Chullin 90aחולין צ׳ א
The William Davidson Talmudתלמוד מהדורת ויליאם דוידסון
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90aצ׳ א

אלמא איסור מוקדשין קדים

Evidently, the limbs of the body are formed before the nerves and sinews, and therefore the prohibition of eating sacrificial animals precedes the prohibition of eating the sciatic nerve.

אע"ג דאיסור מוקדשין קדים אתי איסור גיד חייל עלייהו שכן איסורו נוהג בבני נח

The Gemara answers: Even though the prohibition of eating sacrificial animals precedes the prohibition of eating the sciatic nerve, the prohibition of eating the sciatic nerve comes and takes effect upon the offspring of consecrated animals, because the prohibition of eating the sciatic nerve adds an extra stringency in that it applies also to descendants of Noah. The prohibition of eating the sciatic nerve was in effect from the time Jacob wrestled with the angel (see Genesis 32:25–33), before the Torah was given. At that time, Jacob and his sons had the status of descendants of Noah, i.e., gentiles. Therefore, the prohibition of eating the sciatic nerve is broader than the prohibition of eating meat of sacrificial animals, which took effect only when the Torah was given.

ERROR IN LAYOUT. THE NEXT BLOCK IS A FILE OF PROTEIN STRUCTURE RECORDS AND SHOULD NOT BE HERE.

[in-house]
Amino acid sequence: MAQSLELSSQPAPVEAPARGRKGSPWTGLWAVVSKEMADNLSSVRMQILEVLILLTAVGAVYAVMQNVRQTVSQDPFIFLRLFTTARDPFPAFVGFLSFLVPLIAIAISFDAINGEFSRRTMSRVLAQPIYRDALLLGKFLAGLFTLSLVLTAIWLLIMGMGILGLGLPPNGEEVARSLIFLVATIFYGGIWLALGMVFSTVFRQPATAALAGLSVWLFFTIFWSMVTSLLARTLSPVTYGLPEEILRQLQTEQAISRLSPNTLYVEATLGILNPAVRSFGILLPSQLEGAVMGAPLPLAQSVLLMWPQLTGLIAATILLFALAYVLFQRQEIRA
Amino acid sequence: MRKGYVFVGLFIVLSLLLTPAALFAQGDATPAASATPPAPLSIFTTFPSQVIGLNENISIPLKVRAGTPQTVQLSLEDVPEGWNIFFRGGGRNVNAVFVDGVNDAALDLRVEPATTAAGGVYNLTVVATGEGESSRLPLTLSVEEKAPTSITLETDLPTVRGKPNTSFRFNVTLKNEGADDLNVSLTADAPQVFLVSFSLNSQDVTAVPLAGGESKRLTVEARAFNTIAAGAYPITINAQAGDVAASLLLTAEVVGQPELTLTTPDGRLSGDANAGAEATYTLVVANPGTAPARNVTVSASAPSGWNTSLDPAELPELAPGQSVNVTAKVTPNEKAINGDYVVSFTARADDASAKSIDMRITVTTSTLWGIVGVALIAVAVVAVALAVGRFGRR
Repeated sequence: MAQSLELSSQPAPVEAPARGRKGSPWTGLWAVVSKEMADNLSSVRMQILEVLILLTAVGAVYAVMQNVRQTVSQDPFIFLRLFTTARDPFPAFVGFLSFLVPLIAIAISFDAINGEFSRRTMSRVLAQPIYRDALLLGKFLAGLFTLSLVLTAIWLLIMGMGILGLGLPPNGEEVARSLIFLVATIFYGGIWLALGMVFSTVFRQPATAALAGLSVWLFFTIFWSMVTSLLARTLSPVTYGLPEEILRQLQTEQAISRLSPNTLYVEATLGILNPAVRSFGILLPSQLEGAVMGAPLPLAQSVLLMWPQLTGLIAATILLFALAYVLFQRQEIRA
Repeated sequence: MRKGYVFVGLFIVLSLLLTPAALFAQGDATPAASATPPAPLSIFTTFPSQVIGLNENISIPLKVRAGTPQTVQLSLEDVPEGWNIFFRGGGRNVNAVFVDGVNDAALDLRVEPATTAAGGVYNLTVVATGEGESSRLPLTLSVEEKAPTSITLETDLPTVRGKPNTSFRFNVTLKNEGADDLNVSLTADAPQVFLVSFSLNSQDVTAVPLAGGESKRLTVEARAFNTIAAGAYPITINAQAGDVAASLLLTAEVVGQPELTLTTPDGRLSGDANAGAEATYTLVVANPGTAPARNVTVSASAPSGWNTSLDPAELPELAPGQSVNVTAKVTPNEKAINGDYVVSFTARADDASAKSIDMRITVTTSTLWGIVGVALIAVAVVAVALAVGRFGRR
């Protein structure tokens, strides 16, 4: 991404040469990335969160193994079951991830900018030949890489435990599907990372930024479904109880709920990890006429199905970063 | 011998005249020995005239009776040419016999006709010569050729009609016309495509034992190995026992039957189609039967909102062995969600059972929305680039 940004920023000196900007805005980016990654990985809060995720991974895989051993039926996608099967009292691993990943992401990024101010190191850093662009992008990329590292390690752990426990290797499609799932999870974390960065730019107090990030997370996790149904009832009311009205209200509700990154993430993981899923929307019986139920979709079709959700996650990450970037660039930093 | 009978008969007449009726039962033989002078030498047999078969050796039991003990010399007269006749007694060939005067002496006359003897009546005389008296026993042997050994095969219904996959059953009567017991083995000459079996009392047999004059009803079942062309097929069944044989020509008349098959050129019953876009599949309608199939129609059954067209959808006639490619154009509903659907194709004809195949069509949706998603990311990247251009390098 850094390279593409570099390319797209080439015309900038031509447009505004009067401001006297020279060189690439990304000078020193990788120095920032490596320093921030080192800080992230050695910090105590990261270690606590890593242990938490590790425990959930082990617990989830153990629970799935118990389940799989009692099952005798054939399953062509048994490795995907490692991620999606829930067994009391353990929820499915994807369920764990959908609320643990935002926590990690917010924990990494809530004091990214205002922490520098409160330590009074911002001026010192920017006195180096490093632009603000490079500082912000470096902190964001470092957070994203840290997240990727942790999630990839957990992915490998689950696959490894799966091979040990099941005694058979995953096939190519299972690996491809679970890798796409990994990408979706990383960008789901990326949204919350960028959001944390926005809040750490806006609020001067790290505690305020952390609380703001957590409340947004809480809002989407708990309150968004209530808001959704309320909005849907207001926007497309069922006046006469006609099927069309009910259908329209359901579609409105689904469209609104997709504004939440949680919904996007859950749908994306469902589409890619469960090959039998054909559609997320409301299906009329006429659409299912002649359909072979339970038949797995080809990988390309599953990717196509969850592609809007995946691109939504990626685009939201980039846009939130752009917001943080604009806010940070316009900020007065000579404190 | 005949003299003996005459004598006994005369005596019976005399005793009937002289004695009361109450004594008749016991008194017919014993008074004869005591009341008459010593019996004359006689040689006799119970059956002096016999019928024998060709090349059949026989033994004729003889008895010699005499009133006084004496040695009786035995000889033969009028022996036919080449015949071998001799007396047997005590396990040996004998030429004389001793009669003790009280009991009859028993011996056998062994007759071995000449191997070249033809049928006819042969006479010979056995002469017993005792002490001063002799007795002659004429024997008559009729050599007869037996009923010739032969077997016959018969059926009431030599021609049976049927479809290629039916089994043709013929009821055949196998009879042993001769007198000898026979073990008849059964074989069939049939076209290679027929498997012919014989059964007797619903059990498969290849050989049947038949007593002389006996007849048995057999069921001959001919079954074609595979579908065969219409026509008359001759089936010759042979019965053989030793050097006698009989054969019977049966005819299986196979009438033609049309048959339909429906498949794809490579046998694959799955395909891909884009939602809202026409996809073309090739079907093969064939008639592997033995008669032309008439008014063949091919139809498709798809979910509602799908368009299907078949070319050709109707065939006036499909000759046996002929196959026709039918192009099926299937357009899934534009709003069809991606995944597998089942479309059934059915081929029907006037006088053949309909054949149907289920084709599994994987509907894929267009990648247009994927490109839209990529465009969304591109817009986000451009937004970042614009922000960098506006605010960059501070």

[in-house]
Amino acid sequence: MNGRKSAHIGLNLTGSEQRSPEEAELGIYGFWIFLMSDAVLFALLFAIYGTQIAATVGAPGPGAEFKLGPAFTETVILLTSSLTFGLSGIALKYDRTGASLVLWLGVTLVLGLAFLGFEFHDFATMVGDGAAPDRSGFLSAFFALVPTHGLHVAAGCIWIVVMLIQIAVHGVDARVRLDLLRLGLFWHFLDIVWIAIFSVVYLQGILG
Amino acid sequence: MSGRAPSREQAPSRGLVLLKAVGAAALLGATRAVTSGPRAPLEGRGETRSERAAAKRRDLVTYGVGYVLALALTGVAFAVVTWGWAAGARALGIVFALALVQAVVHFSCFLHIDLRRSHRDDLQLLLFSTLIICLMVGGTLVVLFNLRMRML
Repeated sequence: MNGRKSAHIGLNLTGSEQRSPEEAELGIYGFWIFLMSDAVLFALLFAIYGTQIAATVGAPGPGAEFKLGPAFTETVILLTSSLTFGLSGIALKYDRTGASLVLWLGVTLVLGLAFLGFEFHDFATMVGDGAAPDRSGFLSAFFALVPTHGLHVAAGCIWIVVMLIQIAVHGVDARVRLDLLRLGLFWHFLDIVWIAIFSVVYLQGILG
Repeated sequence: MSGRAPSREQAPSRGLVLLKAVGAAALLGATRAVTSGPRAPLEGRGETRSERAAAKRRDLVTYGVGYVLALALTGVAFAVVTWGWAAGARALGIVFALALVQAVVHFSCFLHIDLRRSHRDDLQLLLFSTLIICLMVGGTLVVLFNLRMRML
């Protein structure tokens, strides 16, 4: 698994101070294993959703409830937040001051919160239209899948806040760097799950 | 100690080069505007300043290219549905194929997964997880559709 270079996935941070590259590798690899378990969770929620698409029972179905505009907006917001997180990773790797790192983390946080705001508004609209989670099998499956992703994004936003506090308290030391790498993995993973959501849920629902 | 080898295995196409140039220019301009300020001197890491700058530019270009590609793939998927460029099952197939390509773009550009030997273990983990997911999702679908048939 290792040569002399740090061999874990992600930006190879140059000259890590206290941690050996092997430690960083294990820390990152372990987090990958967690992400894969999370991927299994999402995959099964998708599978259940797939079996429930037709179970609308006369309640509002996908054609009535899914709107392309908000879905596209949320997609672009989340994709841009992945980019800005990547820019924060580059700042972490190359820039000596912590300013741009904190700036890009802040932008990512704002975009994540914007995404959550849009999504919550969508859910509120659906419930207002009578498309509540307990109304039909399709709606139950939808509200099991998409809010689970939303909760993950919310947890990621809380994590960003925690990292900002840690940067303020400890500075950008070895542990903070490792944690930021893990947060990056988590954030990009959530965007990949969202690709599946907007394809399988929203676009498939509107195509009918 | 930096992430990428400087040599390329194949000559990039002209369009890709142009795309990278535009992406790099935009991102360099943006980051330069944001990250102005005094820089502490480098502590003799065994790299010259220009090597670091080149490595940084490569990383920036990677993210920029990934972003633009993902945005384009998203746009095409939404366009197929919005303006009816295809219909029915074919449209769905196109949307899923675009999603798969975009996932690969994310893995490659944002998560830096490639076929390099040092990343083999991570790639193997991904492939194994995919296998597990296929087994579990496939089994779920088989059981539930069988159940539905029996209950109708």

מאן שמעת ליה האי סברא ר' יהודה והא מתניתין דלא כרבי יהודה דקתני נוהג בבהמה ובחיה בירך של ימין ובירך של שמאל

The Gemara challenges this answer: Whom did you hear holds in accordance with this reasoning? It is Rabbi Yehuda, cited in a later mishna (100b). But the mishna here is not in accordance with the opinion of Rabbi Yehuda, as it teaches that the prohibition of eating the sciatic nerve applies to domesticated animals and to undomesticated animals, to the thigh of the right leg and to the thigh of the left leg. By contrast, Rabbi Yehuda holds that the prohibition applies only with regard to the sciatic nerve in the thigh of one leg (see 90b).

האי תנא סבר לה כוותיה בחדא ופליג עליה בחדא

The Gemara explains: The tanna of this mishna holds in accordance with the opinion of Rabbi Yehuda with regard to one halakha, i.e., that the prohibition of eating the sciatic nerve applies to the descendants of Noah, and disagrees with his opinion with regard to one halakha and holds that the prohibition applies to the sciatic nerves of both legs.